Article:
Apply for benefits: Go online to the ONE system Call: 800-699-9075; 855-673-2372 for seniors and people with disabilities; 7-1-1 for those with hearing issues Visit: a local DHS office
Apply for benefits:
Go online to the ONE system
Call: 800-699-9075; 855-673-2372
for seniors and people with disabilities;
7-1-1 for those with hearing issues
Visit: a local DHS office
“We know these are essential benefits for individuals and for families, like having food assistance, having cash, having access to child care so you can” work “and basic access to medical care are critical,” Singer said. “In the meantime, we always provide additional direction and resources (for) assistance while we’re processing applications.”
The state refers those with pending applications to nonprofits that can help with transitional housing, senior services and a ride to a medical facility. For urgent medical care, people have to go to an emergency room. Hospitals cannot refuse to treat patients needing emergency care. State workers also send applicants to local food banks and pantries. Some local DHS offices have even stocked up for applicants who walk in.
“Some of our local offices have boxes of food in the office that they’ve handed out during the pandemic to people,” Singer said.
Launched last spring
The department launched the online ONE system a year ago as a one-stop portal to all benefit programs in Oregon. Previously, people had to call or go to a DHS office. The new system was intended to be faster and provide people broader access to benefits.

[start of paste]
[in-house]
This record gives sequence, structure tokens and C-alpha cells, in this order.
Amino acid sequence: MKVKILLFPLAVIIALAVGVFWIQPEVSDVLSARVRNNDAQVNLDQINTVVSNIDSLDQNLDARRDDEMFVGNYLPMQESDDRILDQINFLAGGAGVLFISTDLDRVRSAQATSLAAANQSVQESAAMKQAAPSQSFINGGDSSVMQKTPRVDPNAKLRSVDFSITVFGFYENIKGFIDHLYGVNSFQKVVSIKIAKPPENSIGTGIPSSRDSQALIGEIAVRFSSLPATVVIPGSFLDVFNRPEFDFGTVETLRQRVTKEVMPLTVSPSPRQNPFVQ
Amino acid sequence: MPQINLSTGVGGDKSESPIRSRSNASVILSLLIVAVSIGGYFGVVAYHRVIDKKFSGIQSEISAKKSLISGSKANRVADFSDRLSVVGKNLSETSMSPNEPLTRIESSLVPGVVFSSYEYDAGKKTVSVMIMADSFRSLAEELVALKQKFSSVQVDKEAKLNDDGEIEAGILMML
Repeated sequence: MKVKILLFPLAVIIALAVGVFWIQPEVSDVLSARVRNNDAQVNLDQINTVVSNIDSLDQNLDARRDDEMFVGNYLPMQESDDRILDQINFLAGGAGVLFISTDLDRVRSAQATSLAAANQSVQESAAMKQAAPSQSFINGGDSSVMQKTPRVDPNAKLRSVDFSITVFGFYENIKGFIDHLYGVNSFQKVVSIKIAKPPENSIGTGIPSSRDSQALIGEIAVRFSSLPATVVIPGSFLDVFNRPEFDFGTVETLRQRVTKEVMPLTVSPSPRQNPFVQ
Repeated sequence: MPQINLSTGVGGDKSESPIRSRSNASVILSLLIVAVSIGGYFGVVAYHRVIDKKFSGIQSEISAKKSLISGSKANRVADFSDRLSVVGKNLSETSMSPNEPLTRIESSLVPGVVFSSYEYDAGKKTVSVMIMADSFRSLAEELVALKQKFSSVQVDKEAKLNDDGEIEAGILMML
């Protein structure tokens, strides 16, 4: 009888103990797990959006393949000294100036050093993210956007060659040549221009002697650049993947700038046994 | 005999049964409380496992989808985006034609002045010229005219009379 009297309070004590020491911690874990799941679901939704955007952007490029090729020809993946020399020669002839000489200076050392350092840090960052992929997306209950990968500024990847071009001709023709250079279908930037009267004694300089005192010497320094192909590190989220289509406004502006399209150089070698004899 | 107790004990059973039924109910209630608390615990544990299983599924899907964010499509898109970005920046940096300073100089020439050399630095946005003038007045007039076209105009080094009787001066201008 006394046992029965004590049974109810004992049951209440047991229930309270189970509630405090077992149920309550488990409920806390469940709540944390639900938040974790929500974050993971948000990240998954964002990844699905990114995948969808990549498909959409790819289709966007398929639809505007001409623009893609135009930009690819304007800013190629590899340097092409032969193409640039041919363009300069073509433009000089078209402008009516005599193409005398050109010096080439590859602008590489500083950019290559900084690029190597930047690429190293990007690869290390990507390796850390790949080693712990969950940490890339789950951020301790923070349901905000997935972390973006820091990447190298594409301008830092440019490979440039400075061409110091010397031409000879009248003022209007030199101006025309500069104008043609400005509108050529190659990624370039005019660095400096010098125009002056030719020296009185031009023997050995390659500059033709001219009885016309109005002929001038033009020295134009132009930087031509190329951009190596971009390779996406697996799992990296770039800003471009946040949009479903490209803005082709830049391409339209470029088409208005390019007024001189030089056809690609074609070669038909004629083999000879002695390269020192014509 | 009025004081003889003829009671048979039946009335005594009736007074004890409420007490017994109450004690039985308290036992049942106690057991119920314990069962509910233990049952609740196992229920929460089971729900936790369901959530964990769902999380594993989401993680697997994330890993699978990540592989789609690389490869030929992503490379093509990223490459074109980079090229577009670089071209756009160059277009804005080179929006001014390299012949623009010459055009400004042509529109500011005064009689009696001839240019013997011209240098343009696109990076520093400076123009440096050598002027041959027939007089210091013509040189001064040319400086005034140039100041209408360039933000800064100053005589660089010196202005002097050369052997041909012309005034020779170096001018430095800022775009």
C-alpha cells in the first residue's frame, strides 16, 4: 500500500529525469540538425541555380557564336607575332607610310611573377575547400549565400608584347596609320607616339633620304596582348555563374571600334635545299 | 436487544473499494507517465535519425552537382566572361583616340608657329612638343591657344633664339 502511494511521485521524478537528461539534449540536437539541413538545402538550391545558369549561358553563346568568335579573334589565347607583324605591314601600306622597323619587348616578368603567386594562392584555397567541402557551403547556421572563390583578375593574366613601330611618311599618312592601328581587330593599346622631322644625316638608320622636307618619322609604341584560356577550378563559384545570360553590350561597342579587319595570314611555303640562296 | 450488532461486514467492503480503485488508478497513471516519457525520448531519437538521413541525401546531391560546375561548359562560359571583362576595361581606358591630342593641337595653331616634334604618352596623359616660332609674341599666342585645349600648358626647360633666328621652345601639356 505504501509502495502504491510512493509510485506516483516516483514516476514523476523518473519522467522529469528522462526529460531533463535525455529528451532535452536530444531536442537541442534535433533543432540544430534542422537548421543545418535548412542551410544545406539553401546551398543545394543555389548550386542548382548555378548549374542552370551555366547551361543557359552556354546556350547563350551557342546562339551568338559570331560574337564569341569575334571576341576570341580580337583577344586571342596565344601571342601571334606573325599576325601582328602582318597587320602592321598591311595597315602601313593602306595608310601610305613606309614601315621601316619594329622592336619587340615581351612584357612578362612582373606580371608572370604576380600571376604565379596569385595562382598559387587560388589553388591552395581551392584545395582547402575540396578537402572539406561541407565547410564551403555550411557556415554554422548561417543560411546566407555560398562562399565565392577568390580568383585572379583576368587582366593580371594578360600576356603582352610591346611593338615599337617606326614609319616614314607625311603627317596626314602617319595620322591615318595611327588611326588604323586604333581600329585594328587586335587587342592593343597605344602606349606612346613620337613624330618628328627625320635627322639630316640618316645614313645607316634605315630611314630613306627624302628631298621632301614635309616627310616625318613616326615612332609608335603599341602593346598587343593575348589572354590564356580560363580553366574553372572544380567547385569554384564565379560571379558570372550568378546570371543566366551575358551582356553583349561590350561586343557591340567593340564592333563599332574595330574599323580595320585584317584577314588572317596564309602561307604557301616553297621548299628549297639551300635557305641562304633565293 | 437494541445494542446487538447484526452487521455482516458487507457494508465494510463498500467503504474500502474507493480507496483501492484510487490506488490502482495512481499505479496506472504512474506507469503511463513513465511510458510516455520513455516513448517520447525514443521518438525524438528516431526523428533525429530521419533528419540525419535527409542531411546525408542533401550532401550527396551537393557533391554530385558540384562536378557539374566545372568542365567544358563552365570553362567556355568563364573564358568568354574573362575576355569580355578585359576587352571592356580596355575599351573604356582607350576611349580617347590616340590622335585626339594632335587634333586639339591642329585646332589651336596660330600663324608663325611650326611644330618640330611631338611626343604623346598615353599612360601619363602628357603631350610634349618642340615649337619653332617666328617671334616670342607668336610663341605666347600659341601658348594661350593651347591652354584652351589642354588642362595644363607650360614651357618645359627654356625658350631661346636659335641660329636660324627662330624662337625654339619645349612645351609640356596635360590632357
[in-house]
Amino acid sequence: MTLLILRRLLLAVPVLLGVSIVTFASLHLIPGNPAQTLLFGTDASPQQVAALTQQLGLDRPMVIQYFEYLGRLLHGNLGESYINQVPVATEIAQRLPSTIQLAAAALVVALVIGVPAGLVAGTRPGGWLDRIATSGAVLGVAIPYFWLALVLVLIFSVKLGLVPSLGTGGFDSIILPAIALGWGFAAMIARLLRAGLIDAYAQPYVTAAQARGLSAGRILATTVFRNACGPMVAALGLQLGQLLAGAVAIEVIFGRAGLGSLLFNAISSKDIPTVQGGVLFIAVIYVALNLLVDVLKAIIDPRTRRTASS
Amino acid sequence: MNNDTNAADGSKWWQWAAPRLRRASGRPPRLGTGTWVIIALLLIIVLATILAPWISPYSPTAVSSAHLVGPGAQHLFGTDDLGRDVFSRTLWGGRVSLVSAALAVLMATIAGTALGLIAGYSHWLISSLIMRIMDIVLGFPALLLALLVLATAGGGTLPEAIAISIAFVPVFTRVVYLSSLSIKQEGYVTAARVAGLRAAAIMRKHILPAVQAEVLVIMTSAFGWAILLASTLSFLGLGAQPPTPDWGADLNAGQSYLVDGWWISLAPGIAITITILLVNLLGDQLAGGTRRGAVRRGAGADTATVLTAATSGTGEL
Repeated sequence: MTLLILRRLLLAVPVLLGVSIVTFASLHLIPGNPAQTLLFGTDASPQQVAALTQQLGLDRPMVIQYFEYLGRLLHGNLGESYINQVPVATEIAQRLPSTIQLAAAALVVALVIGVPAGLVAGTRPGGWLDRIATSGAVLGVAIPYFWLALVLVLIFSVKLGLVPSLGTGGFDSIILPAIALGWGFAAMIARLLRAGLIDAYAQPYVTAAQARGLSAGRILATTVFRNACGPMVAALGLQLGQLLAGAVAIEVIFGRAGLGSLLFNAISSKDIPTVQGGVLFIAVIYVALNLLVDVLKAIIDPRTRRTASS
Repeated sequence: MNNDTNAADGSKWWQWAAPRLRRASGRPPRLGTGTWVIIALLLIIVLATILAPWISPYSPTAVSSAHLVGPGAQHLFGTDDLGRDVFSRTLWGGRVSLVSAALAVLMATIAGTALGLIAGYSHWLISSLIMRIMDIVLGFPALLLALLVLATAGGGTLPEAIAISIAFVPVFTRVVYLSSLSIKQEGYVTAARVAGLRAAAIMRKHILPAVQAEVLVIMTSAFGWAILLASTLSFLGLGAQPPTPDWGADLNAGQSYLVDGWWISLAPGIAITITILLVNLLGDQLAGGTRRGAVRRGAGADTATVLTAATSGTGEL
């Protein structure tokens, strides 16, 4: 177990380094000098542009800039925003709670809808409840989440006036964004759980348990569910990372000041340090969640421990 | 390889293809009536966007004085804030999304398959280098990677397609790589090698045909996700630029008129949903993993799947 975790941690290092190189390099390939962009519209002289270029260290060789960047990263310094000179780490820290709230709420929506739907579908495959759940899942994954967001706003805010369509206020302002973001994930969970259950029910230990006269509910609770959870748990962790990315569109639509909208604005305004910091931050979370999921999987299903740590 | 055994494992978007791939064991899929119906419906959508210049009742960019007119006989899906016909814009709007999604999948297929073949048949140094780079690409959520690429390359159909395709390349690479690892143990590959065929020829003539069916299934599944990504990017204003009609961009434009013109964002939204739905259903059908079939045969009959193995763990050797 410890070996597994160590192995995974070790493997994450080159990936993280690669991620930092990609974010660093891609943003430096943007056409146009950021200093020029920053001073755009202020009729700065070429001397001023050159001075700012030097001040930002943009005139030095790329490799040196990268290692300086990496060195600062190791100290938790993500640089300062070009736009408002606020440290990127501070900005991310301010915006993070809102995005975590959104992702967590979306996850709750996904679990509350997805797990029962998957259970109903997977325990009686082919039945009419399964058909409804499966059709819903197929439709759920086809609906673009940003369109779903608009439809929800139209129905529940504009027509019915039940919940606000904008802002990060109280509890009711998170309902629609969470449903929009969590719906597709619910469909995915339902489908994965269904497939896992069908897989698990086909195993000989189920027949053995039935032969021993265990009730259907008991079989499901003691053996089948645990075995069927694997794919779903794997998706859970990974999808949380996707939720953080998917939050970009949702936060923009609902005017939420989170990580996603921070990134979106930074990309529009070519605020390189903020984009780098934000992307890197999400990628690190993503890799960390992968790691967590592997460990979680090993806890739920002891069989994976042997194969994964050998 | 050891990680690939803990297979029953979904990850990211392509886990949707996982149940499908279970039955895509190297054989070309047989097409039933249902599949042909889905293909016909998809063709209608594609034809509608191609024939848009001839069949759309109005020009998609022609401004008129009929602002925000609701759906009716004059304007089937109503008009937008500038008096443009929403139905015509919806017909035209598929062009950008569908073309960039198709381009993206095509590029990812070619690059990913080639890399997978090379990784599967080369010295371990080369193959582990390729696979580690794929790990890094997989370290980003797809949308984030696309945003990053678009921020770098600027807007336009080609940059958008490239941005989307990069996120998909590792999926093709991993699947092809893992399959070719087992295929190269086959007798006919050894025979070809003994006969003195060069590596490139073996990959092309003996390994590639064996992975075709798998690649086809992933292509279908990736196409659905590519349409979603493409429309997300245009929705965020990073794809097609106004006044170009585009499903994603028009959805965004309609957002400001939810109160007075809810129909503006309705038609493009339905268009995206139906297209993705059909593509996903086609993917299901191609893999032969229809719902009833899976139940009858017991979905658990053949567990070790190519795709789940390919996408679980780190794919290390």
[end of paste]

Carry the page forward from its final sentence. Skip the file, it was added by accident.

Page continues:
Almost from the start, the system was swamped.
“The number of past-due applications began stretching beyond the norm and started to create a backlog in spring 2021, reaching a high of 28,000 past due applications in December 2021,” Sunderland said.
The department has chiseled that number down over the past three months. The department points out that it mostly processes applications on time with a goal of getting an application handled the same day.
Agency data show a majority of applications are processed within two days. But a fraction of applicants – from under 1% for domestic violence survivors and nearly 4% for people needing cash to 8% for Medicaid applicants and 15% for those needing emergency food aid – wait longer. And though those proportions are small, they still account for thousands of applications.